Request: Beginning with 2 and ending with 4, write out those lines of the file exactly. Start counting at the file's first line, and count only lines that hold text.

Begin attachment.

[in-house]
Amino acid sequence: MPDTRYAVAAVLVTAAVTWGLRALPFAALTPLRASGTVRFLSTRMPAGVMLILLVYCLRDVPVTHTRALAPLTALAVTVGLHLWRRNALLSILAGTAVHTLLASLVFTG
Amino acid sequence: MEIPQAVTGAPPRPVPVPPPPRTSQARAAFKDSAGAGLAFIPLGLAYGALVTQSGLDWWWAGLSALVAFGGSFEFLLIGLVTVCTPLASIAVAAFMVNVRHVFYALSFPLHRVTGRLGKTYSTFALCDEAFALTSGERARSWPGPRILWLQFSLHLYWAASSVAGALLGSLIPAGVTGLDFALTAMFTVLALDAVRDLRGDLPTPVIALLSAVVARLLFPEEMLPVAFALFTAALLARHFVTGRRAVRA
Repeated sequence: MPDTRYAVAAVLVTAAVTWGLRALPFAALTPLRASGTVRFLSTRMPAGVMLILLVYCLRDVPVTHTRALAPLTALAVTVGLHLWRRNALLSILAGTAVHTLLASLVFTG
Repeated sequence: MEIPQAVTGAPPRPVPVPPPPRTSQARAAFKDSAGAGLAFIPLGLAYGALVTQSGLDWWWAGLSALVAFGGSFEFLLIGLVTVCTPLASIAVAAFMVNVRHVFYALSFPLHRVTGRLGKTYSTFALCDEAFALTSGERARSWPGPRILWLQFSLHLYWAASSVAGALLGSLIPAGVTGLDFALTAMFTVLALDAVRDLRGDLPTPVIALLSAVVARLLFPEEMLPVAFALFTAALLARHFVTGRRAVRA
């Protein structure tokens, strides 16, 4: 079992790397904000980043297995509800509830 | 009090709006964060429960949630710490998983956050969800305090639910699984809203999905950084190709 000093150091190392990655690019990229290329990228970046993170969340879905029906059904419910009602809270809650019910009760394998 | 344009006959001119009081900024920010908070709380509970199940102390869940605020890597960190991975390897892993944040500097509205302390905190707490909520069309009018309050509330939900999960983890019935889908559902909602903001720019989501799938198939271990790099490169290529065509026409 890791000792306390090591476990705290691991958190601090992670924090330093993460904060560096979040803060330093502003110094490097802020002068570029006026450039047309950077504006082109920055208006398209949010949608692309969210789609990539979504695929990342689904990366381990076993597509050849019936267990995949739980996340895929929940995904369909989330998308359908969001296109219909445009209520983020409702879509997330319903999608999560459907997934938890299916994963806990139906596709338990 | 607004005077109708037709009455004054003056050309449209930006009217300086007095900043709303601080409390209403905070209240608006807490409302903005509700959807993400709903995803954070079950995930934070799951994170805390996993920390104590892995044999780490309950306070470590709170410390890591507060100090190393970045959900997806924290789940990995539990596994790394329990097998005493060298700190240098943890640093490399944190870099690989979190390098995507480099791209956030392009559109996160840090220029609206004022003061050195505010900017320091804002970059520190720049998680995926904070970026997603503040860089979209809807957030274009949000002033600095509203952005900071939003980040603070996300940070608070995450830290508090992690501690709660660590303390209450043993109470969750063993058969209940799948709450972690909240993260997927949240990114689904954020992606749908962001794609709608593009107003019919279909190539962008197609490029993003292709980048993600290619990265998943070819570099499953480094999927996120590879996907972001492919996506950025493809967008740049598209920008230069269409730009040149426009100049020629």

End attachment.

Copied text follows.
Amino acid sequence: MPDTRYAVAAVLVTAAVTWGLRALPFAALTPLRASGTVRFLSTRMPAGVMLILLVYCLRDVPVTHTRALAPLTALAVTVGLHLWRRNALLSILAGTAVHTLLASLVFTG
Amino acid sequence: MEIPQAVTGAPPRPVPVPPPPRTSQARAAFKDSAGAGLAFIPLGLAYGALVTQSGLDWWWAGLSALVAFGGSFEFLLIGLVTVCTPLASIAVAAFMVNVRHVFYALSFPLHRVTGRLGKTYSTFALCDEAFALTSGERARSWPGPRILWLQFSLHLYWAASSVAGALLGSLIPAGVTGLDFALTAMFTVLALDAVRDLRGDLPTPVIALLSAVVARLLFPEEMLPVAFALFTAALLARHFVTGRRAVRA
Repeated sequence: MPDTRYAVAAVLVTAAVTWGLRALPFAALTPLRASGTVRFLSTRMPAGVMLILLVYCLRDVPVTHTRALAPLTALAVTVGLHLWRRNALLSILAGTAVHTLLASLVFTG